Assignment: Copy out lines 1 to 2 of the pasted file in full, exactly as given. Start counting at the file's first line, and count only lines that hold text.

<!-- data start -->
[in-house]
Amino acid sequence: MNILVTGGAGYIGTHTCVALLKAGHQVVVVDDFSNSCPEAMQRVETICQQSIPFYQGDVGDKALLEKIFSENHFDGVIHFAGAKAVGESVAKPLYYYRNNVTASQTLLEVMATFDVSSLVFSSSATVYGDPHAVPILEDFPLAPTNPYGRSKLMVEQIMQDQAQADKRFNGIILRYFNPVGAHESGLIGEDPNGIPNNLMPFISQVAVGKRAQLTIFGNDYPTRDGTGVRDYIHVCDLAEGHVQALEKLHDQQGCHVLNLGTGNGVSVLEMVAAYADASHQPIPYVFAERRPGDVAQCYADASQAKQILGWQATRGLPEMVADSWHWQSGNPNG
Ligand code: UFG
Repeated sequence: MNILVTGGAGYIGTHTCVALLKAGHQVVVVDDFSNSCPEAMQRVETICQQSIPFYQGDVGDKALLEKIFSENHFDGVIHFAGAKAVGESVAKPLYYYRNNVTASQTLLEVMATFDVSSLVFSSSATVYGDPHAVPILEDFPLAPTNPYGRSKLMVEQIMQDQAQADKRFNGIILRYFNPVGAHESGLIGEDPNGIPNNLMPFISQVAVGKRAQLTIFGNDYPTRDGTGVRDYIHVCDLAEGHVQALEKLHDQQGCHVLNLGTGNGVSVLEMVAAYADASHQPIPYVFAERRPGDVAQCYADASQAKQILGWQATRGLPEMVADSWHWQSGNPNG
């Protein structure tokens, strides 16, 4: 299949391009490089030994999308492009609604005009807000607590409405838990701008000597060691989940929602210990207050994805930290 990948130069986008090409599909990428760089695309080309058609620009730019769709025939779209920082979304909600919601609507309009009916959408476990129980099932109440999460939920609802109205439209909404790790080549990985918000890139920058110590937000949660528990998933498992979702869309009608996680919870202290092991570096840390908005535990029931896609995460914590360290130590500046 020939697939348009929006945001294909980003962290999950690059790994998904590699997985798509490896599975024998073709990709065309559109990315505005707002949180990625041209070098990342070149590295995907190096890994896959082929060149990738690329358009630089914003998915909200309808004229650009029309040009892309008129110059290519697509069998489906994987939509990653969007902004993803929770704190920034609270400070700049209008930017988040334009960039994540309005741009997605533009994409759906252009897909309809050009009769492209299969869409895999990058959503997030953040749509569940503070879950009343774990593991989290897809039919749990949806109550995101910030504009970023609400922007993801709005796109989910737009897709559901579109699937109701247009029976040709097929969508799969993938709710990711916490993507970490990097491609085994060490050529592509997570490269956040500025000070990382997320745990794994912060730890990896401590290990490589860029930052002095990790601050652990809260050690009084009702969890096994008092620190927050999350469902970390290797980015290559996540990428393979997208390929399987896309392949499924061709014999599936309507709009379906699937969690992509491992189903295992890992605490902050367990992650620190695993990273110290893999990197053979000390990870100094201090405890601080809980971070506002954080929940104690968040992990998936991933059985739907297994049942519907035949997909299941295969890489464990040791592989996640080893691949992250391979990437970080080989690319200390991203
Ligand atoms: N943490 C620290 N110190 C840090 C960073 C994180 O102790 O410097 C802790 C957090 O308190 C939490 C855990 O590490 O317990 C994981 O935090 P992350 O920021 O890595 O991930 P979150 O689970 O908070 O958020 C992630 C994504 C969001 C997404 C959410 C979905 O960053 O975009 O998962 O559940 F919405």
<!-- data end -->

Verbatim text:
[in-house]
Amino acid sequence: MNILVTGGAGYIGTHTCVALLKAGHQVVVVDDFSNSCPEAMQRVETICQQSIPFYQGDVGDKALLEKIFSENHFDGVIHFAGAKAVGESVAKPLYYYRNNVTASQTLLEVMATFDVSSLVFSSSATVYGDPHAVPILEDFPLAPTNPYGRSKLMVEQIMQDQAQADKRFNGIILRYFNPVGAHESGLIGEDPNGIPNNLMPFISQVAVGKRAQLTIFGNDYPTRDGTGVRDYIHVCDLAEGHVQALEKLHDQQGCHVLNLGTGNGVSVLEMVAAYADASHQPIPYVFAERRPGDVAQCYADASQAKQILGWQATRGLPEMVADSWHWQSGNPNG